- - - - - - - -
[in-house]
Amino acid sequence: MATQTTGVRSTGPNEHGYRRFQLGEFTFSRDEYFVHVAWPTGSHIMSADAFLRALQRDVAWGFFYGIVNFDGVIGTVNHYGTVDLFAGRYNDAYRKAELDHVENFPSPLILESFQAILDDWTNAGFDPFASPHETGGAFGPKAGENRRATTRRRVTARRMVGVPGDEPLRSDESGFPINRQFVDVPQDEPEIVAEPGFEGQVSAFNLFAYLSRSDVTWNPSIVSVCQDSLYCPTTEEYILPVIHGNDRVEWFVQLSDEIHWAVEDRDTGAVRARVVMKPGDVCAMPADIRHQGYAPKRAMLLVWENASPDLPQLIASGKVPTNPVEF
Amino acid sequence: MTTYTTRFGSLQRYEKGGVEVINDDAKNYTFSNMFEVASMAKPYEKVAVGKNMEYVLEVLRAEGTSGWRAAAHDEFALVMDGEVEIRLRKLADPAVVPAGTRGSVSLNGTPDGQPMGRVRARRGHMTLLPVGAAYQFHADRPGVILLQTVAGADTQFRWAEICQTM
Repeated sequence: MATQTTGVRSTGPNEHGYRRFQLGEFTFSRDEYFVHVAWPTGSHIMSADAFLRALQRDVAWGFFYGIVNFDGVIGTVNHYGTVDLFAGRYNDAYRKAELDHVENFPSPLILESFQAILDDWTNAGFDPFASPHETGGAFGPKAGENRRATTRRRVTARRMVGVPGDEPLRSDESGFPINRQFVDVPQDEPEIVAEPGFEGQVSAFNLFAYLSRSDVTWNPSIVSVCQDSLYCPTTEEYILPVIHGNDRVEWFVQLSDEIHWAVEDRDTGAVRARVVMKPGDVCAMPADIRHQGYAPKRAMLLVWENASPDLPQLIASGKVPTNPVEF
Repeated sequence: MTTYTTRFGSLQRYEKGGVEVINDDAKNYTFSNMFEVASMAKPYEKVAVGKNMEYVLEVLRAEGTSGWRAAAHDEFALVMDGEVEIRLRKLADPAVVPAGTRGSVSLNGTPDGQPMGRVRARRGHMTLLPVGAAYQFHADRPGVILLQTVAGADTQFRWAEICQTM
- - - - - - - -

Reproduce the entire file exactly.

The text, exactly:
[in-house]
Amino acid sequence: MATQTTGVRSTGPNEHGYRRFQLGEFTFSRDEYFVHVAWPTGSHIMSADAFLRALQRDVAWGFFYGIVNFDGVIGTVNHYGTVDLFAGRYNDAYRKAELDHVENFPSPLILESFQAILDDWTNAGFDPFASPHETGGAFGPKAGENRRATTRRRVTARRMVGVPGDEPLRSDESGFPINRQFVDVPQDEPEIVAEPGFEGQVSAFNLFAYLSRSDVTWNPSIVSVCQDSLYCPTTEEYILPVIHGNDRVEWFVQLSDEIHWAVEDRDTGAVRARVVMKPGDVCAMPADIRHQGYAPKRAMLLVWENASPDLPQLIASGKVPTNPVEF
Amino acid sequence: MTTYTTRFGSLQRYEKGGVEVINDDAKNYTFSNMFEVASMAKPYEKVAVGKNMEYVLEVLRAEGTSGWRAAAHDEFALVMDGEVEIRLRKLADPAVVPAGTRGSVSLNGTPDGQPMGRVRARRGHMTLLPVGAAYQFHADRPGVILLQTVAGADTQFRWAEICQTM
Repeated sequence: MATQTTGVRSTGPNEHGYRRFQLGEFTFSRDEYFVHVAWPTGSHIMSADAFLRALQRDVAWGFFYGIVNFDGVIGTVNHYGTVDLFAGRYNDAYRKAELDHVENFPSPLILESFQAILDDWTNAGFDPFASPHETGGAFGPKAGENRRATTRRRVTARRMVGVPGDEPLRSDESGFPINRQFVDVPQDEPEIVAEPGFEGQVSAFNLFAYLSRSDVTWNPSIVSVCQDSLYCPTTEEYILPVIHGNDRVEWFVQLSDEIHWAVEDRDTGAVRARVVMKPGDVCAMPADIRHQGYAPKRAMLLVWENASPDLPQLIASGKVPTNPVEF
Repeated sequence: MTTYTTRFGSLQRYEKGGVEVINDDAKNYTFSNMFEVASMAKPYEKVAVGKNMEYVLEVLRAEGTSGWRAAAHDEFALVMDGEVEIRLRKLADPAVVPAGTRGSVSLNGTPDGQPMGRVRARRGHMTLLPVGAAYQFHADRPGVILLQTVAGADTQFRWAEICQTM